Social science explanations don’t usually require so much intentionality

“What will you do to stay weird?”  Ah, how many people responded with claims like:

No offense, but I think if you’re doing a lot of these things consciously and for the expressed purpose of being weird or differentiating yourself from those around you, you’re just a poseur. Truly weird people don’t have to come up with lists like this about how to be weird; they just follow their preferences.

But it’s not about intentionality.  Take one of today’s MR stories, namely that universities are tracking the locations of college students to make sure they come to class.  That is bad for the weird!  So if you are weird, and you like to cut out on class and read Gwern instead (recommended), maybe you shouldn’t go to a school like that.

Going to those schools might be bad for you.  Going to those schools might make you less weird.  But you don’t have to sit around thinking “I’m going to try to look really weird, as if I were getting a bizarre tattoo, by refusing to attend schools with surveillance.”  No, you need only to say “I love Gwern more than class!”  And then think through the means-end relationship of how to keep the weird stuff flowing to the weird you.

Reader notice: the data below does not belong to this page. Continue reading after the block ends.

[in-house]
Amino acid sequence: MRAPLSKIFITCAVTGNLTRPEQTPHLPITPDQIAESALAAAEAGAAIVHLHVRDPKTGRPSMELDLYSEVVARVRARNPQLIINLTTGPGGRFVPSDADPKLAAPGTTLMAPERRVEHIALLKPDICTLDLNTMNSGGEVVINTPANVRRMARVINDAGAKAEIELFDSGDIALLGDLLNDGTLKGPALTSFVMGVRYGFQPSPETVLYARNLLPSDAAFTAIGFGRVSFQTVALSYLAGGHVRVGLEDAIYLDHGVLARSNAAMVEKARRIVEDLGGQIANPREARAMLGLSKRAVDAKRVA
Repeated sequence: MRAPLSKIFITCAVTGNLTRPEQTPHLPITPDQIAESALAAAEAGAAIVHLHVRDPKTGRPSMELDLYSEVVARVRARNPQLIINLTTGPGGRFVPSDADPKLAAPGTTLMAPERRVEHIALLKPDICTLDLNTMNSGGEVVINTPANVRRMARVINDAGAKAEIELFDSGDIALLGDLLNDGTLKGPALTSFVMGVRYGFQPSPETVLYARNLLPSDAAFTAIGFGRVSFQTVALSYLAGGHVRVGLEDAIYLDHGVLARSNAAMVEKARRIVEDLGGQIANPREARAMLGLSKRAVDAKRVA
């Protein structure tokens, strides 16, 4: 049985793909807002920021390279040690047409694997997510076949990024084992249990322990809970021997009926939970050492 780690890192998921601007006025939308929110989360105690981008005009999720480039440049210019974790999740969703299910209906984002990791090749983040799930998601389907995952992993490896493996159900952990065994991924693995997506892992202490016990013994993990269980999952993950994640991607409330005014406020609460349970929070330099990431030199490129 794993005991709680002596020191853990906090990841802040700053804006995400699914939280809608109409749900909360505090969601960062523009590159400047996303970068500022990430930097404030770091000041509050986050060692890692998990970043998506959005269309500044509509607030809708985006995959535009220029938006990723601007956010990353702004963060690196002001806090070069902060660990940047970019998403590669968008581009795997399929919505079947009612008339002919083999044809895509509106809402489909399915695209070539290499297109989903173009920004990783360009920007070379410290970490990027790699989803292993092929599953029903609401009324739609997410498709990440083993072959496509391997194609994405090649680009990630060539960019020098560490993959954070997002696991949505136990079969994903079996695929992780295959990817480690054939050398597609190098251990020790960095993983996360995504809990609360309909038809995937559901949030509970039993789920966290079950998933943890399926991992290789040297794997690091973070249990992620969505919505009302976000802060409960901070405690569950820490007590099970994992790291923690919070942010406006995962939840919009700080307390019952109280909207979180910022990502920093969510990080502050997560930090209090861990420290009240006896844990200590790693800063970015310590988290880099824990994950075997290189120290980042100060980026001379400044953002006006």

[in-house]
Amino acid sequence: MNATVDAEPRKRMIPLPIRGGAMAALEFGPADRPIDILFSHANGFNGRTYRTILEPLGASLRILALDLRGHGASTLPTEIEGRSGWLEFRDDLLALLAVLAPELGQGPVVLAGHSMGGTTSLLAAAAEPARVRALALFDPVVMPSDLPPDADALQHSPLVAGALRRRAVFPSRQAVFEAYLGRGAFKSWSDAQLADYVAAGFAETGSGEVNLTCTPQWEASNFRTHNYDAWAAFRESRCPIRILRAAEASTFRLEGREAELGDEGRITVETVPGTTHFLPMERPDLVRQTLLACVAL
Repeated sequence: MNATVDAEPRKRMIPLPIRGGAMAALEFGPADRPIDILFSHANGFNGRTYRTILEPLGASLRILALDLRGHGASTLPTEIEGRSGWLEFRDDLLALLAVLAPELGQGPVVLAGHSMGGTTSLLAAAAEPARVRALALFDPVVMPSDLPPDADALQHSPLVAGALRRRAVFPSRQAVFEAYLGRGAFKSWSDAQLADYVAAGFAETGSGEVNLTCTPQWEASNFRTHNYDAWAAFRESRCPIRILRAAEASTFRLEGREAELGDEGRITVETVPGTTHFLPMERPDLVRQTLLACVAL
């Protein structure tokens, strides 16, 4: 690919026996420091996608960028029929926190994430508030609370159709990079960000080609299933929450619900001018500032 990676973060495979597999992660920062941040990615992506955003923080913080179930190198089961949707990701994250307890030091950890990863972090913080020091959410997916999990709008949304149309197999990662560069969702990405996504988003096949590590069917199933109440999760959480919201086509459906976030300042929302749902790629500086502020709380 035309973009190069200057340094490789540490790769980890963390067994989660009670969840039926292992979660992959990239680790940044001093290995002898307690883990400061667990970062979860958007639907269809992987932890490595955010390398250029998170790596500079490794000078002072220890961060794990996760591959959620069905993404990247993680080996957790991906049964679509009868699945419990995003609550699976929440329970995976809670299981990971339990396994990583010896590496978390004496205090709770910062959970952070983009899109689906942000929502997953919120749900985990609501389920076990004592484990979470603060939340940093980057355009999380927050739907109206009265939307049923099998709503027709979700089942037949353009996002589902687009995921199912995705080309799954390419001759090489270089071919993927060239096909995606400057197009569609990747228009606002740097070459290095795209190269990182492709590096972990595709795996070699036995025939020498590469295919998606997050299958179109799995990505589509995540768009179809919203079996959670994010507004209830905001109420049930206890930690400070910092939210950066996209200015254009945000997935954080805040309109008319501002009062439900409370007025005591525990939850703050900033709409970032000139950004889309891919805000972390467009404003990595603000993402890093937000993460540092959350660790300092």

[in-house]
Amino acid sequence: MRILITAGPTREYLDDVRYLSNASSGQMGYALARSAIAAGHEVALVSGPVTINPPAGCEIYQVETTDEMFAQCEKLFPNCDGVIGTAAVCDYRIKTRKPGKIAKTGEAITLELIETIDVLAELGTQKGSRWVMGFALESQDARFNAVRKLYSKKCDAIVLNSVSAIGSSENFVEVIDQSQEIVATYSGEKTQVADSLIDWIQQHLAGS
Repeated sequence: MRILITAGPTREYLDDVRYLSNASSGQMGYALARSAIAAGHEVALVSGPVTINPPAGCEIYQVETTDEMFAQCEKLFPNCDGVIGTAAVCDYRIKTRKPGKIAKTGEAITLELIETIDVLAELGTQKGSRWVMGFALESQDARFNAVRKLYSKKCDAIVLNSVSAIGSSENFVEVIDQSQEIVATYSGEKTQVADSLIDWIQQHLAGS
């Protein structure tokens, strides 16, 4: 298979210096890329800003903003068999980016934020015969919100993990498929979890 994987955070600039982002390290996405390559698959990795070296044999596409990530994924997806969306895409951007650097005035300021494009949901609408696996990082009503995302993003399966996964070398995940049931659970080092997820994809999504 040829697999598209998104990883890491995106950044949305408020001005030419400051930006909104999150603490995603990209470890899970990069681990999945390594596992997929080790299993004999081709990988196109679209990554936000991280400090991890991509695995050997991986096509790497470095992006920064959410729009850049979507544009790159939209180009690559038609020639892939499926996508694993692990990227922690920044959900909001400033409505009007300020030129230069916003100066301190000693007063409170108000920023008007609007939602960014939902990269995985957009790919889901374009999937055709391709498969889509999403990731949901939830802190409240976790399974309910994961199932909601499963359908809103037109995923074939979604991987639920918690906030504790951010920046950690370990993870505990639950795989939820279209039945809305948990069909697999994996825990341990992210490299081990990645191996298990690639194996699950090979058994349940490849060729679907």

Thus refusing admission at such schools is part of how you stay weird.  But it need not have any element of poseur, artificiality, or deliberate image construction.  What you want is to read Gwern instead of attending class, which indeed is weird (and good).  At the same time, without artificiality you still to think through ends-means relationships, so you don’t end up stuck in class all day.  And thus it is worth thinking about how to keep your freedom to be weird, poseur-free at that.

Thinking that social science explanations require more intentionality than in fact they do is one of the classic mistakes of internet comments.


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